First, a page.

bzbarsky at mozilla.com
Wed Jan 9 08:42:03 PST 2013
On 1/9/13 11:30 AM, François REMY wrote:
> However, this second problem is not related to the DOM but to
> globally accessible variables.
Well, right, but the DOM sort of forces the problem on us because of
> No membrane system can be secure through global variable access, so
> we should not worry about that.
Actually, a membrane system _can_ be secure through global variable
access. You just have to make sure that all accesses are performed via
the membrane and that you know for any accessor what the right membrane is.
An existence proof are the membranes Gecko+SpiderMonkey uses for
security checks. But those require that any time you're returning an
object from anywhere you check who your caller is and what membrane they
should be getting....
> According to me, the only thing we want to make sure with a Proxy is
> that you can't actually extract the value of a DOMObject that's not
> added nor addable to any globally accessible map (like a
> CustomEvent). If you can, by creating an element and calling
> dispatchEvent on that element using the membrane and get the
> unmembraned CustomEvent in the event listener, then we've a problem.
OK. So this assumes that all consumers should get the same membrane, right?
> When the ProxiedCustomEvent is given back to the
> script world, his getScriptValue method is called to return the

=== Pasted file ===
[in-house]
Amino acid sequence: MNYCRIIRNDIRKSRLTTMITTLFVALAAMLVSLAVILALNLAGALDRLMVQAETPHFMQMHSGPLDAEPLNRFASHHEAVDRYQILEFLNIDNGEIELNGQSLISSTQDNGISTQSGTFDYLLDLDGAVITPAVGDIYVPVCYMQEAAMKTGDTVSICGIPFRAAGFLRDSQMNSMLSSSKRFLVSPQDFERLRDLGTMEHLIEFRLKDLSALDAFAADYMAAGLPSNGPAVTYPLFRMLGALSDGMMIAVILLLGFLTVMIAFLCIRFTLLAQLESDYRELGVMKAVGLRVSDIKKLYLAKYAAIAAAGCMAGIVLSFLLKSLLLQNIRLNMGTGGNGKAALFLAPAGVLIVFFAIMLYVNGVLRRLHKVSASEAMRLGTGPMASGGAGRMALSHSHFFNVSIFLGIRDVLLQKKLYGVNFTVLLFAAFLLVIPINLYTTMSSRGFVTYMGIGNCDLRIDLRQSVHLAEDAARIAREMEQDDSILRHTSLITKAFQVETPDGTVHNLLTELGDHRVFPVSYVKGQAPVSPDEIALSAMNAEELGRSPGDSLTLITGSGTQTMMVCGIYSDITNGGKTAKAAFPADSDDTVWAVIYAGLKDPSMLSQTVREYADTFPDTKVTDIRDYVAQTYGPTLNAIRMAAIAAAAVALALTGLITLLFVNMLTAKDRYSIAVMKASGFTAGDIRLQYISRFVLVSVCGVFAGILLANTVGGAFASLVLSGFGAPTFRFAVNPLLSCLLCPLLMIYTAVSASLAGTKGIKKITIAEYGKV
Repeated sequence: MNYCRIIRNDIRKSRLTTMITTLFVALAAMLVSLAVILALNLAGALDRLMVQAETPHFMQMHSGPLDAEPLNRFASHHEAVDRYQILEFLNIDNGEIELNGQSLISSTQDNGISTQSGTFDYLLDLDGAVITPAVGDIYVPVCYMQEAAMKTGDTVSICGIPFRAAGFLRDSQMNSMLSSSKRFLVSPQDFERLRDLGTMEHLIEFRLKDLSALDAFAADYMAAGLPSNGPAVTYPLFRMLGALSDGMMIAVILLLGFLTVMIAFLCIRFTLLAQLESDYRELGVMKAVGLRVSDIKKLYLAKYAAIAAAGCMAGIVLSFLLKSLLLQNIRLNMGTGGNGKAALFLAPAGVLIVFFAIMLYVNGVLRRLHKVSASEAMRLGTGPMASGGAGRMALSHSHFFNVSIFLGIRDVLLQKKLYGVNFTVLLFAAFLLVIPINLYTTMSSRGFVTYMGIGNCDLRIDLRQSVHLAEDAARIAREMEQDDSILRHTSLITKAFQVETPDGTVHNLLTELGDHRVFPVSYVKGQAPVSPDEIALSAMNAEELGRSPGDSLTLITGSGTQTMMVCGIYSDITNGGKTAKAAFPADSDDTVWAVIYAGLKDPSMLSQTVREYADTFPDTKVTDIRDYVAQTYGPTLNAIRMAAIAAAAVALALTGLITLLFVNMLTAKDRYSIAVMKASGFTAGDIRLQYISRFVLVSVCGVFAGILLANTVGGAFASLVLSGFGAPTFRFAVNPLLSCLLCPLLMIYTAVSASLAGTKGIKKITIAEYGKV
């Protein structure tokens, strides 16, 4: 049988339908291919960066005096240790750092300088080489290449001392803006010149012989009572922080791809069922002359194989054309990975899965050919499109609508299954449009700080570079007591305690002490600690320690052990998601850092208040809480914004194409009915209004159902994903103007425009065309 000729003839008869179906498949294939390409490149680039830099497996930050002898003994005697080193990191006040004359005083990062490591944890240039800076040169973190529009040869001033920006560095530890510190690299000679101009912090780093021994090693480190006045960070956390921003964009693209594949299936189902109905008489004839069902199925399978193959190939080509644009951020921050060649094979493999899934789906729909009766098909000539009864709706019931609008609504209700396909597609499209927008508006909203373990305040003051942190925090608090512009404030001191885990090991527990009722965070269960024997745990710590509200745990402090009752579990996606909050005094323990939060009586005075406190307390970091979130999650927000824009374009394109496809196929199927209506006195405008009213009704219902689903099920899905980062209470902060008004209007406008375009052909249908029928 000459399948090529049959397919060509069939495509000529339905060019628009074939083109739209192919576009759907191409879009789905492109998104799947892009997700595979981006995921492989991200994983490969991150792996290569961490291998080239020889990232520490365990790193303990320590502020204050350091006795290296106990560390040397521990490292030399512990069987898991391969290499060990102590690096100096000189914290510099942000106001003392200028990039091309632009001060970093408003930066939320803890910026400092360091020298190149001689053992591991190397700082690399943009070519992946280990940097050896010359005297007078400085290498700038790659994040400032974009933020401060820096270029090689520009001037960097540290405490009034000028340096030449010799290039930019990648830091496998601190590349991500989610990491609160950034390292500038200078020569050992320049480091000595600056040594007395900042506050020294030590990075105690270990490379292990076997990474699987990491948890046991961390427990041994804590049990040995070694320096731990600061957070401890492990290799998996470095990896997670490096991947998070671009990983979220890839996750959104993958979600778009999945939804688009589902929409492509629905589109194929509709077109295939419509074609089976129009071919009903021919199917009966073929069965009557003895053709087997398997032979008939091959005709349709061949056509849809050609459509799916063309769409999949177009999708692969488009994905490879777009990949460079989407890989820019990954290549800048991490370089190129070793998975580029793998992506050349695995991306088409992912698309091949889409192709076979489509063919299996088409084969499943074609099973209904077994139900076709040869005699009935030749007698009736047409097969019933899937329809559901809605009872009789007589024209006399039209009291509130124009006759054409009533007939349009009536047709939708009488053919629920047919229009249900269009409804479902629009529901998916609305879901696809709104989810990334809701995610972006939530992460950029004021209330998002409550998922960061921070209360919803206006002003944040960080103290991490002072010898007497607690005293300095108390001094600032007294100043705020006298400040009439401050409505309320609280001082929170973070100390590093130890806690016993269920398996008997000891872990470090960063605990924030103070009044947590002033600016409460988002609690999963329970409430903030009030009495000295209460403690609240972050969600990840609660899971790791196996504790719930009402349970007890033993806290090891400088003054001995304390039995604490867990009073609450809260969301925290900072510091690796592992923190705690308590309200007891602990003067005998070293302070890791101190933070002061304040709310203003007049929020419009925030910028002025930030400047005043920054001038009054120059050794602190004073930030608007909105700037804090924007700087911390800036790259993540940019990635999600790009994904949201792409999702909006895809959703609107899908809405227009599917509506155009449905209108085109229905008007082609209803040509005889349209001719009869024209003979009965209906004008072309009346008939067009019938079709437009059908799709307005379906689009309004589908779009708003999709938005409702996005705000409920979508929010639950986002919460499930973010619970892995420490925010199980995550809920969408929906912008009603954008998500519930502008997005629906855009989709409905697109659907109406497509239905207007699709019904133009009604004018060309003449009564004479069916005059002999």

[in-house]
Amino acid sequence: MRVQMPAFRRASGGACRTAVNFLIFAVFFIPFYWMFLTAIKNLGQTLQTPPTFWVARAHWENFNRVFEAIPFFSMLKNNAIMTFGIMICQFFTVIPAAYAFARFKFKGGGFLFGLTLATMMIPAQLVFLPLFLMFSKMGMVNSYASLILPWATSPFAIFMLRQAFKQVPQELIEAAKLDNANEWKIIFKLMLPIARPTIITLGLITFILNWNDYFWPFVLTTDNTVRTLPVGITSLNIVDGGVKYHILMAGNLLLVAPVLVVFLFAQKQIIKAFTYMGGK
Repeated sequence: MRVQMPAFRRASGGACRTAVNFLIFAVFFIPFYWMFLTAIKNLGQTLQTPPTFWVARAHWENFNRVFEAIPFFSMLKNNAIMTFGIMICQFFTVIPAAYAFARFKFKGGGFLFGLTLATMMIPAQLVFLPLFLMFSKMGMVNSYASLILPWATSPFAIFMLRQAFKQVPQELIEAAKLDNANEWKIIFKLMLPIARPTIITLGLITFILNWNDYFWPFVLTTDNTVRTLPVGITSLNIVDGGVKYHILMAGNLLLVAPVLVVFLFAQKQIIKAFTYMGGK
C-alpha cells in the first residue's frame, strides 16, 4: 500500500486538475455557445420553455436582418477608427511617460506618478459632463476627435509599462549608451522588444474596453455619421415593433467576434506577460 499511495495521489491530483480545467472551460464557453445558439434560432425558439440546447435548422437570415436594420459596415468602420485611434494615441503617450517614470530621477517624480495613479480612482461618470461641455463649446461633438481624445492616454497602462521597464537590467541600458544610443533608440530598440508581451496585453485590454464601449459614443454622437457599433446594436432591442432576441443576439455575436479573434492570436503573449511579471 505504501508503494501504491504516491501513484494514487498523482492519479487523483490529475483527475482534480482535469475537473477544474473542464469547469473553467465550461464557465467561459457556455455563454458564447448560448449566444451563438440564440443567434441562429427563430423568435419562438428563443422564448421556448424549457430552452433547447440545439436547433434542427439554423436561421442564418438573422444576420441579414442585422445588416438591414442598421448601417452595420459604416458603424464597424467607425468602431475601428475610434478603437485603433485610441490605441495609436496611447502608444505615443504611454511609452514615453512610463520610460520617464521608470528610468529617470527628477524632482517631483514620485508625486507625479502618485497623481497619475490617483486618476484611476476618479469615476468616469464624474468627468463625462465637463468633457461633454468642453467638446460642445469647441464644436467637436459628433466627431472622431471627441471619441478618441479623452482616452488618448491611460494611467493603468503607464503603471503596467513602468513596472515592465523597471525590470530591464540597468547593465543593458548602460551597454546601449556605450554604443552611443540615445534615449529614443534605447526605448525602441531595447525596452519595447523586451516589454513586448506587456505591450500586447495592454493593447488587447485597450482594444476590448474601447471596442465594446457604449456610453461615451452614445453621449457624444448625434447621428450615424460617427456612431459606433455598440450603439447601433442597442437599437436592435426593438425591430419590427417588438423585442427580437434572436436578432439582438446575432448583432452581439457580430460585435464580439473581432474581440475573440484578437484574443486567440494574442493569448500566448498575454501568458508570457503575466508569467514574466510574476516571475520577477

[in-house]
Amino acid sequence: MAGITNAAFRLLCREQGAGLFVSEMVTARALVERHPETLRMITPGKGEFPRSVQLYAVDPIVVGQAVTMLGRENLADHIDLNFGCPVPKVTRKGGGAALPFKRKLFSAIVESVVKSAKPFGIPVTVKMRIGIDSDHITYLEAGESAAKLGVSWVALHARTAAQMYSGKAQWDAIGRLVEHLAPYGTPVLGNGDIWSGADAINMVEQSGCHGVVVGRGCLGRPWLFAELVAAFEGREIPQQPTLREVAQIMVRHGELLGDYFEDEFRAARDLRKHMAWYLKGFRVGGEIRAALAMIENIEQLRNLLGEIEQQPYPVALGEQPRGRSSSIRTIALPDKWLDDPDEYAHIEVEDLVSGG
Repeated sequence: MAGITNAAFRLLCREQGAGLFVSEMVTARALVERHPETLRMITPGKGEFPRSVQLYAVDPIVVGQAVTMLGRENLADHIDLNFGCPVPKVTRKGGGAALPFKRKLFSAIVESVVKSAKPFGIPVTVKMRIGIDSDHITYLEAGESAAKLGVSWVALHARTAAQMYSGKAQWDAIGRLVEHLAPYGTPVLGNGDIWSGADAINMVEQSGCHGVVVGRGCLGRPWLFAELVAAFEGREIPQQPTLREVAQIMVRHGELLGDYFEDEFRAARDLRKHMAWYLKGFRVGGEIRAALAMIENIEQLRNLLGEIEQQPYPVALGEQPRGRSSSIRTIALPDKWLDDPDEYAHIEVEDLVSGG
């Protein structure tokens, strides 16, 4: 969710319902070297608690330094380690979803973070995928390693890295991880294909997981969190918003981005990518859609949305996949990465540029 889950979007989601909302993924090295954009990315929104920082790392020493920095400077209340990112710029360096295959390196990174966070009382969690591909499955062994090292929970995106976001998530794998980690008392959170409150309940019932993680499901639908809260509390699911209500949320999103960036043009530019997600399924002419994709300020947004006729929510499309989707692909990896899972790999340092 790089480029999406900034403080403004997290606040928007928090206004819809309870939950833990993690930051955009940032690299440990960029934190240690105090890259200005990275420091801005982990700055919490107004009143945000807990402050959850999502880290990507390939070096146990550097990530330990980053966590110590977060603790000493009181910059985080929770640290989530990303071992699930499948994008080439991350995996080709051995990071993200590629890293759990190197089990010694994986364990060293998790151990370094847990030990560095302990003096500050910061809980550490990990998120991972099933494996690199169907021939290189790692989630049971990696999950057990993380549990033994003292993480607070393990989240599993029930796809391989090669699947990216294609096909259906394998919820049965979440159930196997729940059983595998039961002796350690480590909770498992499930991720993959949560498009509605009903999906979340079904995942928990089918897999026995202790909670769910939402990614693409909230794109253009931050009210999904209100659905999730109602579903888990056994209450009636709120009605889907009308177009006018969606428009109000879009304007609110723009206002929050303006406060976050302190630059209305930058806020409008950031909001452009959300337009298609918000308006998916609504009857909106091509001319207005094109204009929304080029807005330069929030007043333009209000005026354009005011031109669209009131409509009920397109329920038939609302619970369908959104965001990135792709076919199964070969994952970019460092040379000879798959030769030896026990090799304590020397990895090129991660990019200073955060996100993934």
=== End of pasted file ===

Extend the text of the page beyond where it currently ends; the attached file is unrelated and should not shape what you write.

> original proxy.
This is doable in theory. I'd have to think about performance impact.
One of the goals here from a UA implementor point of view is that there
should be no performance hit from supporting this use case if you
_don't_ proxy WebIDL objects.
> Albeit possible, this is quite a bit of work, however.
> The only problem I still see with the ProxiedXXX decorator approach
> is that, normally, when you are using a proxy, you can "control" the
> value returned by some property calls (let's say you pretend
> innerHTML is "" while this is not true) but in the "native" world,
> your barrier will not apply and therefore one can get the innerHTML
> by using a DOMSerializer.
Yep. Lots of issues like that, actually...
> Because, when you think about it, I can deep-clone any
> "JS" object and except that o!===o2 they will be the same and work in
> the same contexts
Well, you have to know about the underlying identity of the "JS" object, no?
If I deep-clone (in the sense of copying all own property descriptors
and copying the proto chain) a Date onto an Object, I don't think that
will work quite right in current implementations, for example. Same for
Array. So properly deep-cloning involves detecting cases like that
already and creating a clone of the right type...
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